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How to spot a fake film festival

In the last few years, there has been a rise in the number of film festivals that seemed suspicious and were opening their Call for Entries on Withoutabox and Film Freeway.
We felt it was time to strike back.

This is why we launched the Fair Submissions Code of Ethics with our partner submission platforms Festhome, Reelport, Shortfilmdepot and Uptofest – in order to protect our filmmakers from illegitimate festivals.

Did you see the Code already?

Here at FFL, we’re based in Berlin. All Berliners know about the famous Sven Marquardt (see above), the bouncer at the world-famous Berghain – a club with one of a strictest door policies in the world. However, rather than their somewhat capricious, superficial policy towards admittance, we’re quite clear-cut with ours.

How do we validate festivals

If festivals have a clear track record, industry relevance and they are with all the relevant information, they’re in They’ve received the ‘validated’ stamp. Some, who didn’t fulfill all the conditions of our strict criteria but should still be allowed to open for submissions on FFL – will receive the ‘not validated’ stamp. Then there are those which we don’t list on the platform whatsoever, who are definitely not legitimate film festivals.

Take a look at the validated festivals on our platform, all of whom are well-worth a submission.

We care about our filmmaking community. Our CEO, Luca Zamai, was once a filmmaker on the circuit. After all the blood, sweat and tears of the filmmaking process, we understand that there is nothing worse that spending money on submissions that don’t result in your film being seen.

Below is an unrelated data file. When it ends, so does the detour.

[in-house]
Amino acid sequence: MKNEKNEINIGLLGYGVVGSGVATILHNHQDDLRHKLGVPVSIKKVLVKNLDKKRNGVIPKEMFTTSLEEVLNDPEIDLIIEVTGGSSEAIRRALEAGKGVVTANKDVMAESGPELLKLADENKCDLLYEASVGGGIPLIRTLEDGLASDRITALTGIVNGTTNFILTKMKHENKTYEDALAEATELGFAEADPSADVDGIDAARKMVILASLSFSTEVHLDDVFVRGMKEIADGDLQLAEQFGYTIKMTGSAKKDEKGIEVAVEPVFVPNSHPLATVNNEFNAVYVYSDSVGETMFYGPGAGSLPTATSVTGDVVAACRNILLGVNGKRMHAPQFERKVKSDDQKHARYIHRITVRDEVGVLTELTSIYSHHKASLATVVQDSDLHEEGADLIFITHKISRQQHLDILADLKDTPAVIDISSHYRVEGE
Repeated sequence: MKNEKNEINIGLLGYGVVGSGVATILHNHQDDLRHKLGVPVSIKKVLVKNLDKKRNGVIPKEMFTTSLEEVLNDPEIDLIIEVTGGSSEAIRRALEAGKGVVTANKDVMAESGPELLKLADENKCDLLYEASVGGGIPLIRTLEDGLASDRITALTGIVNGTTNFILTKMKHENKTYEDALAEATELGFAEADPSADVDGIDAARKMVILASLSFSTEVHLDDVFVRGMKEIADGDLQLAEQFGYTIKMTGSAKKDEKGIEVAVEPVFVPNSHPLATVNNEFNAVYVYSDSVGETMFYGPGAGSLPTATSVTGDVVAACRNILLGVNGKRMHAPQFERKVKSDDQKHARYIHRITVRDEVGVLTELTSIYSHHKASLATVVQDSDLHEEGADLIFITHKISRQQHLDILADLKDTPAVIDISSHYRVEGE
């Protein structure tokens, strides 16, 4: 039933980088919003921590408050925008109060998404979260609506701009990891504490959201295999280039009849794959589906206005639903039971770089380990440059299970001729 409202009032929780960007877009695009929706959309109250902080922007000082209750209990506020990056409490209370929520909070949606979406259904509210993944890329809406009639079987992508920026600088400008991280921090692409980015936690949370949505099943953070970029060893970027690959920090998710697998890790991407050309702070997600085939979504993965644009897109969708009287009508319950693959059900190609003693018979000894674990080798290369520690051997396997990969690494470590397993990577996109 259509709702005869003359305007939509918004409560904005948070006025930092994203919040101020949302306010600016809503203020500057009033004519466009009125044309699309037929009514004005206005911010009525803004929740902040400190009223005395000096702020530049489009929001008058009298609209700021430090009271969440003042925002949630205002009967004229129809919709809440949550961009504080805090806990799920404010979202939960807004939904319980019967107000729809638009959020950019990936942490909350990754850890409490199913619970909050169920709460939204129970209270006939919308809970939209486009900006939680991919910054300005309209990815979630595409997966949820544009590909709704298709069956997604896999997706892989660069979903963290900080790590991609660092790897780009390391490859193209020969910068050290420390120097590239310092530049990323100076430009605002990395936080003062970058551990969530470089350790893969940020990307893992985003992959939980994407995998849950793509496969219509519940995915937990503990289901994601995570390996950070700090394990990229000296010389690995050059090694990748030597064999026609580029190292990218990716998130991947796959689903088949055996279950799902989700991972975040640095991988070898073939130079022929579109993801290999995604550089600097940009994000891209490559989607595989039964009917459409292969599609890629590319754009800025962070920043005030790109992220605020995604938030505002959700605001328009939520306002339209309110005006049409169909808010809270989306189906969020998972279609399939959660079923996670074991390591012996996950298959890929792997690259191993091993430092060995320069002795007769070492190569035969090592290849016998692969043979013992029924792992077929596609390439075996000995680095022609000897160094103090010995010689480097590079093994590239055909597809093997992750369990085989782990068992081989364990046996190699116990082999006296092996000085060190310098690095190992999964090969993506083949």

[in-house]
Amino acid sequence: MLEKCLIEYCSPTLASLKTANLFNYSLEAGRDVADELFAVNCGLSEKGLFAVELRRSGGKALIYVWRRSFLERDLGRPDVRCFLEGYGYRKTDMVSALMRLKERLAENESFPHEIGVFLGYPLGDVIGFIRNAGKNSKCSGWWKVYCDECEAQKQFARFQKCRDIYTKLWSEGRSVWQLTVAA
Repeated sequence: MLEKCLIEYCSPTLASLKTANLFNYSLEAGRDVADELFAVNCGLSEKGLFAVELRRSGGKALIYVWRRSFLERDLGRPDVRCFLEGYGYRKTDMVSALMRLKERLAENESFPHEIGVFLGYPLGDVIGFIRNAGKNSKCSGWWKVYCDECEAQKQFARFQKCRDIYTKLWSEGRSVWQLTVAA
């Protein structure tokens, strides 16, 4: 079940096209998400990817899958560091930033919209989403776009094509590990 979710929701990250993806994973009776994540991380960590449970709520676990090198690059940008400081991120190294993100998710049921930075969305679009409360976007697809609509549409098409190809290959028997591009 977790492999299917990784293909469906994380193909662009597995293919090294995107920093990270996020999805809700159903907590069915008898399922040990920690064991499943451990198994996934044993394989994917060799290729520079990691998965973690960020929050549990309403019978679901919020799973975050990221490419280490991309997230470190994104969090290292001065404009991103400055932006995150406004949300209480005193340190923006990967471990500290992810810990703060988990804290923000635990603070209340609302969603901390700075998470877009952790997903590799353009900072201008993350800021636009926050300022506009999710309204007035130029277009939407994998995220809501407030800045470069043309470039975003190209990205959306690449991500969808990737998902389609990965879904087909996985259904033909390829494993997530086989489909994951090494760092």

5 Warning Signals a Film Festival is not legitimate

  • No public film screenings
  • Instead of film screenings, the ‘festival’ hosts awards dinners and offers prizes. To attend, or to receive your award, this will cost you a fee.
  • Long call for entries (around 1 year). This is not always the case, but most festivals don’t have time to watch films all year, so this indicates that making money is the first priority of the festival.
  • Almost all film festivals are run in the area in which they are held. So watch out for phone numbers with area codes that don’t correspond to the area in which the festival is held, or numbers which no longer work when you call.
  • If there’s no evidence of previous editions online, they probably haven’t had one. Do a quick search on Google to find out.
Here’s some more useful resources if you want to know more:

Simona Patrizi

Simona Patrizi is project and communication manager at FFL. If you wanna join FFL as a contributor, share your expertise in festival submissions management and film festival career just reach her at simona@filmfestivallife.com

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